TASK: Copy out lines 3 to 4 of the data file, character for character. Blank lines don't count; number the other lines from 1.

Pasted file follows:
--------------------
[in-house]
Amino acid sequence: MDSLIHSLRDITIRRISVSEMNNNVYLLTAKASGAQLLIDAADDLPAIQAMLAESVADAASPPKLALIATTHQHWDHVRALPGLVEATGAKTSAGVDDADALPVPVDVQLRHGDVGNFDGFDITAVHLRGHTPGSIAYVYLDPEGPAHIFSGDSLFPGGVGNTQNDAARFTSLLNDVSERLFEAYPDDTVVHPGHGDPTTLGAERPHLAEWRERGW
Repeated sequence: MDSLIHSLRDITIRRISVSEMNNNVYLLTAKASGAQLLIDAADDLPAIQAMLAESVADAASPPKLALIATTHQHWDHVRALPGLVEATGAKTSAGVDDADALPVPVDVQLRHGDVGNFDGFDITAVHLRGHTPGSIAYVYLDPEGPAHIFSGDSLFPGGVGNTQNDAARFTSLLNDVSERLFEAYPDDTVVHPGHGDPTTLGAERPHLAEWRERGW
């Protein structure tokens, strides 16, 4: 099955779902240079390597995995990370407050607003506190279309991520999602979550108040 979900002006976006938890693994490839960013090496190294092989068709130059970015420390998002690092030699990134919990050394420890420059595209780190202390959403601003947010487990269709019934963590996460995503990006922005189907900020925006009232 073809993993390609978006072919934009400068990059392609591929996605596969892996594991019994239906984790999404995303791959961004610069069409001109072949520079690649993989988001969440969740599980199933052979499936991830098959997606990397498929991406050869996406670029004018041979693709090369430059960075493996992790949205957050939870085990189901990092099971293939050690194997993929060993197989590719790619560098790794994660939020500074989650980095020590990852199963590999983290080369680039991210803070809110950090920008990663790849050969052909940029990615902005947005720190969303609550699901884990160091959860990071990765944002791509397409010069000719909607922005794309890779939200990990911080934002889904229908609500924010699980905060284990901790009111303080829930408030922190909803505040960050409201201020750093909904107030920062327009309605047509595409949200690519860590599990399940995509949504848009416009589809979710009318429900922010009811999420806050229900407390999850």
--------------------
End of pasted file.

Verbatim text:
Repeated sequence: MDSLIHSLRDITIRRISVSEMNNNVYLLTAKASGAQLLIDAADDLPAIQAMLAESVADAASPPKLALIATTHQHWDHVRALPGLVEATGAKTSAGVDDADALPVPVDVQLRHGDVGNFDGFDITAVHLRGHTPGSIAYVYLDPEGPAHIFSGDSLFPGGVGNTQNDAARFTSLLNDVSERLFEAYPDDTVVHPGHGDPTTLGAERPHLAEWRERGW
């Protein structure tokens, strides 16, 4: 099955779902240079390597995995990370407050607003506190279309991520999602979550108040 979900002006976006938890693994490839960013090496190294092989068709130059970015420390998002690092030699990134919990050394420890420059595209780190202390959403601003947010487990269709019934963590996460995503990006922005189907900020925006009232 073809993993390609978006072919934009400068990059392609591929996605596969892996594991019994239906984790999404995303791959961004610069069409001109072949520079690649993989988001969440969740599980199933052979499936991830098959997606990397498929991406050869996406670029004018041979693709090369430059960075493996992790949205957050939870085990189901990092099971293939050690194997993929060993197989590719790619560098790794994660939020500074989650980095020590990852199963590999983290080369680039991210803070809110950090920008990663790849050969052909940029990615902005947005720190969303609550699901884990160091959860990071990765944002791509397409010069000719909607922005794309890779939200990990911080934002889904229908609500924010699980905060284990901790009111303080829930408030922190909803505040960050409201201020750093909904107030920062327009309605047509595409949200690519860590599990399940995509949504848009416009589809979710009318429900922010009811999420806050229900407390999850």